SGLT-2 inhibition of Acute Kidney Injury in intensive care

PREVENTion with SGLT-2 inhibition of Acute Kidney Injury in intensive care (PREVENTS-AKI)


Acute Kidney Injury (AKI) affects up to 1 in 2 patients treated in the ICU, and is associated with poorer survival, reductions in long term kidney function and greater cost of treatment. There are no treatments proven to reduce these impacts of AKI but there is a growing evidence base suggesting that inhibitors of the sodium-glucose transport protein 2 (SGLT-2 inhibitors) in the kidney tubule may protect against AKI.

SGLT-2 inhibitors were originally developed as a treatment for type 2 diabetes but have been proven in recent clinical trials to significantly improve outcomes for patients with heart disease and/or kidney impairment - with fewer patients progressing to dialysis, needing hospital care or dying. Later examination of these trials has also shown lower rates of AKI in participants receiving SGLT-2 treatment but, as these results were not the main outcome of the studies, these findings are not enough to change patient treatment.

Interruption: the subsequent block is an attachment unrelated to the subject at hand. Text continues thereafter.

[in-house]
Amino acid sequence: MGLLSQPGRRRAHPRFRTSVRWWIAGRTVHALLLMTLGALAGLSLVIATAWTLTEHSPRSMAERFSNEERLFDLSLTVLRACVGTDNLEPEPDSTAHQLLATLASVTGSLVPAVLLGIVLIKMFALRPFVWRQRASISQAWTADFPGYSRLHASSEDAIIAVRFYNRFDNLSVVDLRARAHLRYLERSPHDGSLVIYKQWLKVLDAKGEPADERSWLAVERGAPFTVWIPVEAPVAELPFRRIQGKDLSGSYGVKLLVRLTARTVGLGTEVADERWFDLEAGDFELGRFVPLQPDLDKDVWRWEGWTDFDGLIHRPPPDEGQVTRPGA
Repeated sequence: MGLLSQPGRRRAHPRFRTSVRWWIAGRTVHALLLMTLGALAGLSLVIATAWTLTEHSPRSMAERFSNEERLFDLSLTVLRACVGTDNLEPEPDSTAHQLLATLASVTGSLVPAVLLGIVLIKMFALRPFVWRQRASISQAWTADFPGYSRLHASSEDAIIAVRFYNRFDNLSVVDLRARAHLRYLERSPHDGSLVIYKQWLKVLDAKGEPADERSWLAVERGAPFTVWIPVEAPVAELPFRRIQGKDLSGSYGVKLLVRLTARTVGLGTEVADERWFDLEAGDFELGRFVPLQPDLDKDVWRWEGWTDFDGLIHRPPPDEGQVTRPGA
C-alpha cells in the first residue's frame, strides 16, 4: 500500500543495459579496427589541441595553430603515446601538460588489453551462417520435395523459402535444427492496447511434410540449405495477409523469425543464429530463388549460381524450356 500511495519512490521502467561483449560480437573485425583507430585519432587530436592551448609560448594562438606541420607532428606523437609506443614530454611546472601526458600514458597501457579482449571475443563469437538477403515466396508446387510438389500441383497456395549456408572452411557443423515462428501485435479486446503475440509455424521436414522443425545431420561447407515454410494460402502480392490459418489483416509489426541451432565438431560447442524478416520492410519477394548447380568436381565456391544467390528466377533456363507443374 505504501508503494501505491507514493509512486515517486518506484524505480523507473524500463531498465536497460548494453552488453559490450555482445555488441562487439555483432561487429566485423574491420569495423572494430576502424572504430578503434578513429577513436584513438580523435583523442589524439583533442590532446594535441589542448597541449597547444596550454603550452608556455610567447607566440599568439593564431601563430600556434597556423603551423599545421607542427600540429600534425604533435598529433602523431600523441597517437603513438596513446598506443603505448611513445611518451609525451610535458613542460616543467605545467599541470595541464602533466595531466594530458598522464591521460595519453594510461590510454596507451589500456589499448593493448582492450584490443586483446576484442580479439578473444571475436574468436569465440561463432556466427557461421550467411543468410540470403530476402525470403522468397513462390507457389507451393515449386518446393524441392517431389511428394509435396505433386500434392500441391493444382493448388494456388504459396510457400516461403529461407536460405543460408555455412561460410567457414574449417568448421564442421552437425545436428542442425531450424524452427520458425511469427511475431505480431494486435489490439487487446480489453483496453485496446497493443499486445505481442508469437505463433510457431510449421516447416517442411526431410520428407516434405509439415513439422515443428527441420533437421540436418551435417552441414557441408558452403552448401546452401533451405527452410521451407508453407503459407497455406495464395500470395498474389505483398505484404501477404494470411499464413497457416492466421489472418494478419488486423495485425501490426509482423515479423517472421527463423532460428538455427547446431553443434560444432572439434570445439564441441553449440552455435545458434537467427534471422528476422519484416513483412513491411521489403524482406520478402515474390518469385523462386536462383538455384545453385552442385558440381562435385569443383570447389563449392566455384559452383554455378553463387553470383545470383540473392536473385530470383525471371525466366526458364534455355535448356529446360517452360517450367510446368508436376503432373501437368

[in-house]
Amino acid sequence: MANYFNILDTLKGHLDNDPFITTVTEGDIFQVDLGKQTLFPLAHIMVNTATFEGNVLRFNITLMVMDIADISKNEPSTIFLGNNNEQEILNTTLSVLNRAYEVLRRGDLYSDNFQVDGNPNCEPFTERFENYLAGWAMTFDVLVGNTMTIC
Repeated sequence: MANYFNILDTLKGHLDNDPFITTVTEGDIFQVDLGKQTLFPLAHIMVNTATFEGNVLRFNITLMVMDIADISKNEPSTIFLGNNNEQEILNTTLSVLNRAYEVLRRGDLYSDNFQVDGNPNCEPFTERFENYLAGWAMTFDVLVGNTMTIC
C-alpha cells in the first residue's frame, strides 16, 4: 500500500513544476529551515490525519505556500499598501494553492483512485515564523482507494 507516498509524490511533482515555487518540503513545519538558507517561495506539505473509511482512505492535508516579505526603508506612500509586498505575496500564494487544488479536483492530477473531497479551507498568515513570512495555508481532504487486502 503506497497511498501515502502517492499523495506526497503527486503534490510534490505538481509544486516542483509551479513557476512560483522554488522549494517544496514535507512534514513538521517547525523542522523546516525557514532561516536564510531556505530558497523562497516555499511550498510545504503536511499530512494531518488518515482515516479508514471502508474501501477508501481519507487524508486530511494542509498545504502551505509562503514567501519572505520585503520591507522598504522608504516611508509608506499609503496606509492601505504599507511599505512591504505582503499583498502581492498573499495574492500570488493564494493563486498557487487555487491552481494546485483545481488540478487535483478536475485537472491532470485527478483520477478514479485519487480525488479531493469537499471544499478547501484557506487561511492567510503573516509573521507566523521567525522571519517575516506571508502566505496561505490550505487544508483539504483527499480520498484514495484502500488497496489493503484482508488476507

To conduct a prospective, multi-centre, parallel group, double blinded, phase III randomised controlled trial to determine whether treatment with a SGLT2 inhibitor (dapagliflozin) compared to placebo decreases the incidence of a composite end point of severe AKI or death in high-risk patients in intensive care units

Research Methodology

3,000 patients at high risk of AKI in the intensive care unit (ICU) will be enrolled at approximately 45-50 study sites globally. Patients will be randomly assigned to receive either dapagliflozin 10 mg or placebo daily while in ICU for up to 30 days.

Current Status

Ethical approval in Australia has been granted and study drug (matched placebo) manufactured. Vanguard sites in Victoria will begin recruitment in 4Q 2023.